In previous posts we have discussed the unmistakeable Robin in more detail. The Robin is common visitor to many gardens and has a highly territorial and nasty side to it with other birds. The red breast a big warning to others that may want to enter his space. To us humans though it can be one of the tamest. It is one of the birds that, with plenty and plenty of patience and stillness with calmness that you can eventually have eating out of your hand.
Whilst on one of my recent visits to Leighton Moss Reserve, it wasn’t the waders or hawks that were trying to grab the attention, it was the Robins in and amongst the trees, coming in for a closer look.
They were following me along the path, youngsters too they were as only just getting some adult colour. I stood still and they hopped closer and closer. Noticing they didn’t mind my small slow movements I even had to get down to a macro lens to enable photos.. They were happy within 6 inches of the lens without panic.
Out of all the birds in the gardens up and down the country it is the Robin that seems to more iconic. Christmas cards are full of them on their covers, and during cold winters they come and go to bird feeders when so many other breeds have gone to warmer climates. It is true that if you are really really patient you can get a Robin eating from your hand. In evolution the Robin waited for the wild boar to turn over the ground as it went along and disturbed the worms etc. The wild boar went but the humans gardened and did the same.. yes we have replaced the pigs in the Robin’s world. If you go out of UK to Europe’s mainland the Robin might not seem so tame, this is because instead of being the gardener’s friend they were hunted.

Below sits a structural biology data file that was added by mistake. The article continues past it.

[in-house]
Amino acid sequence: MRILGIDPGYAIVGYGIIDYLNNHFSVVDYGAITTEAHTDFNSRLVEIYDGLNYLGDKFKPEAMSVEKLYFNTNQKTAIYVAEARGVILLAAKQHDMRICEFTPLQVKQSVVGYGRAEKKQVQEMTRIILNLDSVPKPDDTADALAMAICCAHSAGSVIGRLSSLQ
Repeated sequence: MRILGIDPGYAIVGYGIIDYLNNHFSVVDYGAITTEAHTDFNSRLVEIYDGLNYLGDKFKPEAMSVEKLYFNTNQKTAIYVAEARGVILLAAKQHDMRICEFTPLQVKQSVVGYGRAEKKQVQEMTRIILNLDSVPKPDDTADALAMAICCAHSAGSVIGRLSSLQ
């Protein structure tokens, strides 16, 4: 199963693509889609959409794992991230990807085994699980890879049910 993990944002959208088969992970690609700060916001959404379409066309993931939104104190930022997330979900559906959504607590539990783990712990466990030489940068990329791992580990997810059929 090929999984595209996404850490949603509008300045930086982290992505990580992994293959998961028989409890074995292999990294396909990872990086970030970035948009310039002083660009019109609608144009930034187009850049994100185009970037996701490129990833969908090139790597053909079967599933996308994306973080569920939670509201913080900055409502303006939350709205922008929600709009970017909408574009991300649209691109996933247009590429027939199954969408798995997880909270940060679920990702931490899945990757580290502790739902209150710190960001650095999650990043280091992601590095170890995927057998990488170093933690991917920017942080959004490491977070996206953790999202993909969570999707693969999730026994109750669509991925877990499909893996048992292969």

A joy to see in my world anyway for sure, even if I am following the bigger birds it is worth looking around and spending time with the smaller beings around.